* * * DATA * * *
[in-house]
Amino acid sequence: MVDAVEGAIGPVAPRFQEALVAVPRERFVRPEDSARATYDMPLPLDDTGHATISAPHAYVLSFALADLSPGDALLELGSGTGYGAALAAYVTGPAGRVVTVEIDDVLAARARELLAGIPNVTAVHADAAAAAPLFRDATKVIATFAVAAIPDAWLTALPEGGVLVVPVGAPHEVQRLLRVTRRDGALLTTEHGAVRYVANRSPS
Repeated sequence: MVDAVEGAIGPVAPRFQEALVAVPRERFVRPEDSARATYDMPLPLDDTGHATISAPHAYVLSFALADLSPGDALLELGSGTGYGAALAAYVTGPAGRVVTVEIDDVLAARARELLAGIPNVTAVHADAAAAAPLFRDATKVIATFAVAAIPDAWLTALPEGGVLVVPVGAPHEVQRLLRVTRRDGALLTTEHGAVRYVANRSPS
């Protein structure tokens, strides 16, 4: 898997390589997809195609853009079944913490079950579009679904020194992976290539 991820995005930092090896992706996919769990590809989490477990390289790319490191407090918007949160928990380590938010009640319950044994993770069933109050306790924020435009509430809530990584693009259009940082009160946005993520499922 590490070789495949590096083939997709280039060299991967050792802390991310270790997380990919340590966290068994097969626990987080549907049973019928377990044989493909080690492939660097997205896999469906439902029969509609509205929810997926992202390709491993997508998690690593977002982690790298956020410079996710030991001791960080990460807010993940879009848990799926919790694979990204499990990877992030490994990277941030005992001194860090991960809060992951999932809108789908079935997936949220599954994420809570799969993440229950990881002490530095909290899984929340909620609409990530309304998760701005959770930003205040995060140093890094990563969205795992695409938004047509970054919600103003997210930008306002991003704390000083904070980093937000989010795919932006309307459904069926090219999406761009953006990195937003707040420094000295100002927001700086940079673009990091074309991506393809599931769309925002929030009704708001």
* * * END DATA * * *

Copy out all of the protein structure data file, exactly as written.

[in-house]
Amino acid sequence: MVDAVEGAIGPVAPRFQEALVAVPRERFVRPEDSARATYDMPLPLDDTGHATISAPHAYVLSFALADLSPGDALLELGSGTGYGAALAAYVTGPAGRVVTVEIDDVLAARARELLAGIPNVTAVHADAAAAAPLFRDATKVIATFAVAAIPDAWLTALPEGGVLVVPVGAPHEVQRLLRVTRRDGALLTTEHGAVRYVANRSPS
Repeated sequence: MVDAVEGAIGPVAPRFQEALVAVPRERFVRPEDSARATYDMPLPLDDTGHATISAPHAYVLSFALADLSPGDALLELGSGTGYGAALAAYVTGPAGRVVTVEIDDVLAARARELLAGIPNVTAVHADAAAAAPLFRDATKVIATFAVAAIPDAWLTALPEGGVLVVPVGAPHEVQRLLRVTRRDGALLTTEHGAVRYVANRSPS
């Protein structure tokens, strides 16, 4: 898997390589997809195609853009079944913490079950579009679904020194992976290539 991820995005930092090896992706996919769990590809989490477990390289790319490191407090918007949160928990380590938010009640319950044994993770069933109050306790924020435009509430809530990584693009259009940082009160946005993520499922 590490070789495949590096083939997709280039060299991967050792802390991310270790997380990919340590966290068994097969626990987080549907049973019928377990044989493909080690492939660097997205896999469906439902029969509609509205929810997926992202390709491993997508998690690593977002982690790298956020410079996710030991001791960080990460807010993940879009848990799926919790694979990204499990990877992030490994990277941030005992001194860090991960809060992951999932809108789908079935997936949220599954994420809570799969993440229950990881002490530095909290899984929340909620609409990530309304998760701005959770930003205040995060140093890094990563969205795992695409938004047509970054919600103003997210930008306002991003704390000083904070980093937000989010795919932006309307459904069926090219999406761009953006990195937003707040420094000295100002927001700086940079673009990091074309991506393809599931769309925002929030009704708001």